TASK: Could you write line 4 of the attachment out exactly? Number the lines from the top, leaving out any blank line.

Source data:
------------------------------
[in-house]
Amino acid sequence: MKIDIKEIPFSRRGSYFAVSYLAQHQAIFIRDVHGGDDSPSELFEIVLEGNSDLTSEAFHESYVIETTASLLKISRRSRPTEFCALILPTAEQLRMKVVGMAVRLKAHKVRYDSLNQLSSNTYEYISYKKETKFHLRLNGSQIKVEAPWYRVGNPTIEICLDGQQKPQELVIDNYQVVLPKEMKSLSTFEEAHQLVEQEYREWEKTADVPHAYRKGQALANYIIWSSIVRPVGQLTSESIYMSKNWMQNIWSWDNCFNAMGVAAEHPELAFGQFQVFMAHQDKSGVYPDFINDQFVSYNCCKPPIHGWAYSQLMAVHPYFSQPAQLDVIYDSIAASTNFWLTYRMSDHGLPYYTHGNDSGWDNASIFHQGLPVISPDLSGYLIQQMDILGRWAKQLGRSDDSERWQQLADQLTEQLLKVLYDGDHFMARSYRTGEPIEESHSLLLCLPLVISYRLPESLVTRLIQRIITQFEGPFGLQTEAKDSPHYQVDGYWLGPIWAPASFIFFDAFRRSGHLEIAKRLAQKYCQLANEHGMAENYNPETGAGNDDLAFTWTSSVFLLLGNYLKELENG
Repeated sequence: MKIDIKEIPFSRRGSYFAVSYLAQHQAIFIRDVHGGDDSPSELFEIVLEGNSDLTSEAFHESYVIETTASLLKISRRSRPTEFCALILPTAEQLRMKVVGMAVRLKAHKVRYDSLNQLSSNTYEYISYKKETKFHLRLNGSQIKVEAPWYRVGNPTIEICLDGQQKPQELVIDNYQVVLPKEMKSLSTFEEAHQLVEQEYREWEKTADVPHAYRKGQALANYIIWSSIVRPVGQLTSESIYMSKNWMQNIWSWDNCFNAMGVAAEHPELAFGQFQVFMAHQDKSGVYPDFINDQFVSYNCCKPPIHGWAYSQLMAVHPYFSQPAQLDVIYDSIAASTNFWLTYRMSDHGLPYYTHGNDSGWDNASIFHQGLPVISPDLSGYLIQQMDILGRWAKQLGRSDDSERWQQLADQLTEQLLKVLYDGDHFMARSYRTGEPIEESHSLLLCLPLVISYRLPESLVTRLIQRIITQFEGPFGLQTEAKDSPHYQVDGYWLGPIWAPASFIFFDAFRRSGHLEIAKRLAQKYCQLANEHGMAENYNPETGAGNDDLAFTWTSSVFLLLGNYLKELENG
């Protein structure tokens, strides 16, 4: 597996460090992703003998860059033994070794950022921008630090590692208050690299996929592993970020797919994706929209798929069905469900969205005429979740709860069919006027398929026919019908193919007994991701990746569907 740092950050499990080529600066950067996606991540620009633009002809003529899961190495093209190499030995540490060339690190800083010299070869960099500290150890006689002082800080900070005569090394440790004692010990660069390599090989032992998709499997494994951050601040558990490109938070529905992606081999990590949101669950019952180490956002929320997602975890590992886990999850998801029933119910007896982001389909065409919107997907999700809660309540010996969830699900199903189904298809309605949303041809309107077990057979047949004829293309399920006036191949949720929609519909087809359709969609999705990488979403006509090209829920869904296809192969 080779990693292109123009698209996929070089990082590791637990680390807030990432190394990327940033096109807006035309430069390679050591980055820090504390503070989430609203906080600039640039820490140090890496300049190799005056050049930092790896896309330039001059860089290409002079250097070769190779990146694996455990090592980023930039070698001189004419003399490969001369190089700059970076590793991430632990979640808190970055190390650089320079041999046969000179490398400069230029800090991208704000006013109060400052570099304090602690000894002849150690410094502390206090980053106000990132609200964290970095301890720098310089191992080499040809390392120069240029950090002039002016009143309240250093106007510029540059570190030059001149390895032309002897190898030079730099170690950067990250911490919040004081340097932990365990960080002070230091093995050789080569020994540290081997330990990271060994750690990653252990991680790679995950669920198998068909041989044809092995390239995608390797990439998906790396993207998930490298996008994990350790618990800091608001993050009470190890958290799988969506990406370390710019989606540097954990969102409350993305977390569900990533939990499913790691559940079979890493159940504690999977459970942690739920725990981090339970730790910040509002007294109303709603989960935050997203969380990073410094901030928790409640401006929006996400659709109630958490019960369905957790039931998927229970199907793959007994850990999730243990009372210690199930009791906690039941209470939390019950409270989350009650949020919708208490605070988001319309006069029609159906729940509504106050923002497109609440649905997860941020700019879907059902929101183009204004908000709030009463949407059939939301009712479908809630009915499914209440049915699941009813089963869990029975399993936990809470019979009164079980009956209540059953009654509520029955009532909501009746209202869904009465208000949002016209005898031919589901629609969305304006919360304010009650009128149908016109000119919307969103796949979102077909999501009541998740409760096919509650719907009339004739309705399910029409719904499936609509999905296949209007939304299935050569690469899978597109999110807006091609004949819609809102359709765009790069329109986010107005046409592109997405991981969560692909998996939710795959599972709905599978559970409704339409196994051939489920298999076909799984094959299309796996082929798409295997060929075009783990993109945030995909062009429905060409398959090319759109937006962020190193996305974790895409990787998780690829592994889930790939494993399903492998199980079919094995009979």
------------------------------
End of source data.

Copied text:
């Protein structure tokens, strides 16, 4: 597996460090992703003998860059033994070794950022921008630090590692208050690299996929592993970020797919994706929209798929069905469900969205005429979740709860069919006027398929026919019908193919007994991701990746569907 740092950050499990080529600066950067996606991540620009633009002809003529899961190495093209190499030995540490060339690190800083010299070869960099500290150890006689002082800080900070005569090394440790004692010990660069390599090989032992998709499997494994951050601040558990490109938070529905992606081999990590949101669950019952180490956002929320997602975890590992886990999850998801029933119910007896982001389909065409919107997907999700809660309540010996969830699900199903189904298809309605949303041809309107077990057979047949004829293309399920006036191949949720929609519909087809359709969609999705990488979403006509090209829920869904296809192969 080779990693292109123009698209996929070089990082590791637990680390807030990432190394990327940033096109807006035309430069390679050591980055820090504390503070989430609203906080600039640039820490140090890496300049190799005056050049930092790896896309330039001059860089290409002079250097070769190779990146694996455990090592980023930039070698001189004419003399490969001369190089700059970076590793991430632990979640808190970055190390650089320079041999046969000179490398400069230029800090991208704000006013109060400052570099304090602690000894002849150690410094502390206090980053106000990132609200964290970095301890720098310089191992080499040809390392120069240029950090002039002016009143309240250093106007510029540059570190030059001149390895032309002897190898030079730099170690950067990250911490919040004081340097932990365990960080002070230091093995050789080569020994540290081997330990990271060994750690990653252990991680790679995950669920198998068909041989044809092995390239995608390797990439998906790396993207998930490298996008994990350790618990800091608001993050009470190890958290799988969506990406370390710019989606540097954990969102409350993305977390569900990533939990499913790691559940079979890493159940504690999977459970942690739920725990981090339970730790910040509002007294109303709603989960935050997203969380990073410094901030928790409640401006929006996400659709109630958490019960369905957790039931998927229970199907793959007994850990999730243990009372210690199930009791906690039941209470939390019950409270989350009650949020919708208490605070988001319309006069029609159906729940509504106050923002497109609440649905997860941020700019879907059902929101183009204004908000709030009463949407059939939301009712479908809630009915499914209440049915699941009813089963869990029975399993936990809470019979009164079980009956209540059953009654509520029955009532909501009746209202869904009465208000949002016209005898031919589901629609969305304006919360304010009650009128149908016109000119919307969103796949979102077909999501009541998740409760096919509650719907009339004739309705399910029409719904499936609509999905296949209007939304299935050569690469899978597109999110807006091609004949819609809102359709765009790069329109986010107005046409592109997405991981969560692909998996939710795959599972709905599978559970409704339409196994051939489920298999076909799984094959299309796996082929798409295997060929075009783990993109945030995909062009429905060409398959090319759109937006962020190193996305974790895409990787998780690829592994889930790939494993399903492998199980079919094995009979």